Winds of change
The year 2022 was marked by the war between Ukraine and Russia and the ensuing global energy crisis, which emerged in a context where the economy was still recovering from the ravages of the Covid-19 crisis. This environment had a significant impact on wind power installation dynamics, which were affected by rising prices for raw materials and electricity, as well as the bottleneck in the supply chain. The wind sector has shown remarkable resilience in the face of these challenges.
In Spain, a total of 1,670 MW of wind power capacity was installed in 2022, a positive figure, although below the annual rate of 2,200 MW required to comply with the Integrated National Energy and Climate Plan (PNIEC).
Up to 31 December 2022, the total installed wind power capacity in Spain reached 29,813 MW, according to data from the Spanish Wind Energy Association (AEE) based on the criteria of the Act of Commissioning (Acta de Puesta en Servicio). The autonomous regions with the highest installed wind power capacity are Castilla y León with 6,507 MW (22% of the total), Aragón with 4,921 MW (17%) and Castilla-La Mancha with 4,786 MW (16%).
The streamlining of environmental processing in 2022 for new projects has opened up the possibility of a higher growth scenario for wind energy in the coming years, which generates optimism about its role in the global energy transition.
A strong local impact
In Spain, there are currently 1,345 wind farms distributed in 1,053 municipalities, with a total of 22,042 wind turbines installed. This sector has become a driving force for the rural communities where it is installed, employing around 32,000 people. Wind energy has contributed significantly to the reduction of emissions, avoiding the release of 31.7 M tonnes of CO2 in the year.
In the wind power generation ranking by provinces in 2021, Zaragoza leads thanks to the commitment of the Government of Aragon, being the first province in history to exceed 8 TWh of wind power generation. Nationally, 47 provinces generate wind energy, and 21 of them exceed 1 TWh of electricity. The consumption of 285,000 households is covered by 1 TWh.
Wind power had a Capacity Factor of 23.86%, which is equivalent to an average operation of 2,090 hours per year. In 2022, 61,069 GWh wind power was generated in Spain, 1% more than in 2021.
In terms of national market share by generation in 2022, wind energy is the second technology in the mix, representing 22.2%, equivalent to the electricity needed to supply 17 million households.
Aragon led the way in covering electricity demand with 100%, being the first autonomous community to cover its entire demand through wind energy. It was followed by Castile-La Mancha with 64.5% and Navarre with 63.3%.
Wind self-consumption in Spain has experienced notable growth in recent years, driven by social awareness of the importance of renewable energies and regulatory measures that promote their use.
Wind generation has contributed to the reduction of the daily electricity market price.
In 2022, the wind power reduction effect was 31.25 €/MWh, generating a cumulative gross saving of 8,252 million euros for consumers, representing a 15.72% reduction in the price of electricity. These savings were considerably higher than in previous years, mainly due to the significant increase in the cost of natural gas, which raised prices in the Spanish electricity market to an annual record.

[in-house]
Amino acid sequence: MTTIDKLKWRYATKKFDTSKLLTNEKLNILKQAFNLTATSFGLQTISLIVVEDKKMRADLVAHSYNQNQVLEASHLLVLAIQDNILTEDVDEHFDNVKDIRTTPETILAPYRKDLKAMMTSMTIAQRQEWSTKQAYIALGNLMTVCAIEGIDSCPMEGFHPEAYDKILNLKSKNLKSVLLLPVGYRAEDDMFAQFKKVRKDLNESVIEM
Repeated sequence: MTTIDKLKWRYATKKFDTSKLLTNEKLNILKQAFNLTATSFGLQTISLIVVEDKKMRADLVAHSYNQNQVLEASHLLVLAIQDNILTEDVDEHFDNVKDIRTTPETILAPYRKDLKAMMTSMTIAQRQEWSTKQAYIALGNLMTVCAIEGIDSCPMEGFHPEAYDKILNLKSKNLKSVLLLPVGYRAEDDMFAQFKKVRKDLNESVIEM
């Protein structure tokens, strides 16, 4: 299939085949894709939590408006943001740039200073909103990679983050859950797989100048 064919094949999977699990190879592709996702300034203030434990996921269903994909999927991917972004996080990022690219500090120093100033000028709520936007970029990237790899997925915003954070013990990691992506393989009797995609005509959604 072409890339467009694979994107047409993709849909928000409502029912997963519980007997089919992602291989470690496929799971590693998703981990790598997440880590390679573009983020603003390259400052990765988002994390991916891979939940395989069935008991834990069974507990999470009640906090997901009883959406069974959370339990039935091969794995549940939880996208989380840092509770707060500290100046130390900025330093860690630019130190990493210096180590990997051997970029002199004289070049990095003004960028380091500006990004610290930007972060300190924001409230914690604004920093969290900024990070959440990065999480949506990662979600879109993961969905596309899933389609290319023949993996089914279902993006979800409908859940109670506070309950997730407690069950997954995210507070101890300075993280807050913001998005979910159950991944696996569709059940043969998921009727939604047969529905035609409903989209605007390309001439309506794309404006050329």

During 2022, financial aid played a key role in boosting the development of R&D&I in key sectors such as wind power. These measures became an indispensable resource to foster innovation, mitigate financial risks and promote the sustainability and competitiveness of the industry.
Globally, wind energy continued to expand, consolidating its position as one of the main sources of renewable energy.
With the installation and connection of 77.6 GW of new wind capacity in 2022, total capacity reached 906 GW, experiencing a 9% increase over 2021.
China leads in cumulative onshore wind capacity, followed by the United States and Germany, with Spain in fifth place.
Throughout 2022, the energy crisis triggered by the Russian invasion of Ukraine not only unbalanced the global energy market, but also accelerated the transition to renewables across the European Union. The gradual shift away from fossil fuels has led the EU to increase its climate targets for 2030. In the face of this challenge, there is widespread consensus on the need to expand renewable energy capacity, which has risen from a target of 32% to 42% of the energy system by 2030.
The revision of the National Integrated Energy and Climate Plan (PNIEC) proposes an increase in emissions reductions and more ambitious targets for the decarbonisation of the energy system, giving wind energy the leading role in this transition. With this update, Spain is facing exciting and complex new challenges in the wind sector.
However, this momentum has also generated a year with notable regulatory activity, especially due to the measures adopted to curb price increases and avoid a negative impact on inflation and companies’ financial results.
Finally, we will examine the main advantages and disadvantages of wind energy. In its favour, its renewable nature, low environmental footprint, storage capacity, improved efficiency thanks to technological advances and reduced maintenance costs stand out. However, there is the challenge of the environmental impact caused by wind turbines, which includes both noise and damage to local species, aesthetic concerns related to visual pollution, limited efficiency due to wind variability, location dependence and the need for considerable upfront investment.
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